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Soc Sci Med. 1982;16(4):381-96.

Psychosocial factors and psychophysiological mechanisms in the aetiology and development of cancers.

Abstract

Socio-cultural factors which may play a contributory role in the aetiology of cancer have been extensively investigated and it is well established that the incidence rates of different forms and sites of the disease are not equally distributed throughout the population. Social class, occupational, environmental and 'life-style' differences, amongst others, have been found to be associated with an excess risk of cancer, although the argument concerning the relative importance of these various factors remains a controversial one. It seems increasingly clear however, that there are large behavioural components which govern exposure to potential carcinogens and there is growing interest in the extent to which social and psychological demands may be associated with these agents or may operate as contributory factors in their own right. A number of early studies of psychological approaches to the study of cancer aetiology are reviewed from a methodological perspective. Much of the early work suffered from the problem that psychological characteristics of individuals who already had cancer were used to construct models concerned with aetiological factors. A number of the more recent studies which have attempted to overcome these difficulties are discussed. Tentatively, these later investigations suggest that two main groups of factors are related to an increased risk of cancer. First, the loss of, or lack of closeness or attachment to an important relation (often a parent) early in life, and second, the inability to express hostile feelings or more generally the abnormal release of emotion. Several psychophysiological mechanisms are reviewed which have attempted to account for the relationship between psychological disturbances and the onset of cancer, particularly the growing evidence which implicated a role for the immune system as a link between the central nervous system and disease processes.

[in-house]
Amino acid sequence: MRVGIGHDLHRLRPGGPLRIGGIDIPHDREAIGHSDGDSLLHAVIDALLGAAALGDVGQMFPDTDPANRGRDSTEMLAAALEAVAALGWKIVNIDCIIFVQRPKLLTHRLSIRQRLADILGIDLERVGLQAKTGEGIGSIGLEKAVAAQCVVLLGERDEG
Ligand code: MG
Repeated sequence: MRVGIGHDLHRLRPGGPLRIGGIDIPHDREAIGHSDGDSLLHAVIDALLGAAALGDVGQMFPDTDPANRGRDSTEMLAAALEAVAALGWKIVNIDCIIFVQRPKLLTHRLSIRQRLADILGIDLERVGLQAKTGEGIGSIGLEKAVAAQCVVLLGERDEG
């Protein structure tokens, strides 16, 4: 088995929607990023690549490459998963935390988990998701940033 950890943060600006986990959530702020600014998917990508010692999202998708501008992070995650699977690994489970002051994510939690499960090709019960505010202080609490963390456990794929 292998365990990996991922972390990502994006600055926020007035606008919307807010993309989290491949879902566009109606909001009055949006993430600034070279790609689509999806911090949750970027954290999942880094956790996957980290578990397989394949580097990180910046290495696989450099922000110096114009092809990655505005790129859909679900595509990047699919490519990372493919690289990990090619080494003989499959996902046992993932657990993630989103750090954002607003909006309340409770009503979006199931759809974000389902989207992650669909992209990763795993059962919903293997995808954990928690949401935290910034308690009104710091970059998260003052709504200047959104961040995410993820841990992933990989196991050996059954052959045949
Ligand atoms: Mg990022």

PMID:
7043742
[PubMed - indexed for MEDLINE]
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